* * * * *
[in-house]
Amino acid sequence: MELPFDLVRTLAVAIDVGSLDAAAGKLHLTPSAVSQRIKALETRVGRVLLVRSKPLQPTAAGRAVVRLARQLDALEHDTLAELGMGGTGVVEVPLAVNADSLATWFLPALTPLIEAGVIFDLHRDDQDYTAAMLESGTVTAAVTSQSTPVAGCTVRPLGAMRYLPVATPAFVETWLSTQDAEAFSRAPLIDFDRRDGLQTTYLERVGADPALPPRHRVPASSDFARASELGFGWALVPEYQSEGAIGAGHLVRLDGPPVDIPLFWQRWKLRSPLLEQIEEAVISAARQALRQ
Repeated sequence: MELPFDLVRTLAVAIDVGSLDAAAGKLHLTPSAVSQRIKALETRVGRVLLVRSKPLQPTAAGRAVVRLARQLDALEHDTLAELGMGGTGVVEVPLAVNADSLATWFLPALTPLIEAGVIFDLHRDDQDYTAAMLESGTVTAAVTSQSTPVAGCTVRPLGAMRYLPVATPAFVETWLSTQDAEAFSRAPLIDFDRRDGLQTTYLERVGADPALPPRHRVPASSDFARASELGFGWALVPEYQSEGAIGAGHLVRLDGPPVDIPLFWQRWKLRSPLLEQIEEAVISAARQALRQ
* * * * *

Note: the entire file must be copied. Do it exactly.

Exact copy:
[in-house]
Amino acid sequence: MELPFDLVRTLAVAIDVGSLDAAAGKLHLTPSAVSQRIKALETRVGRVLLVRSKPLQPTAAGRAVVRLARQLDALEHDTLAELGMGGTGVVEVPLAVNADSLATWFLPALTPLIEAGVIFDLHRDDQDYTAAMLESGTVTAAVTSQSTPVAGCTVRPLGAMRYLPVATPAFVETWLSTQDAEAFSRAPLIDFDRRDGLQTTYLERVGADPALPPRHRVPASSDFARASELGFGWALVPEYQSEGAIGAGHLVRLDGPPVDIPLFWQRWKLRSPLLEQIEEAVISAARQALRQ
Repeated sequence: MELPFDLVRTLAVAIDVGSLDAAAGKLHLTPSAVSQRIKALETRVGRVLLVRSKPLQPTAAGRAVVRLARQLDALEHDTLAELGMGGTGVVEVPLAVNADSLATWFLPALTPLIEAGVIFDLHRDDQDYTAAMLESGTVTAAVTSQSTPVAGCTVRPLGAMRYLPVATPAFVETWLSTQDAEAFSRAPLIDFDRRDGLQTTYLERVGADPALPPRHRVPASSDFARASELGFGWALVPEYQSEGAIGAGHLVRLDGPPVDIPLFWQRWKLRSPLLEQIEEAVISAARQALRQ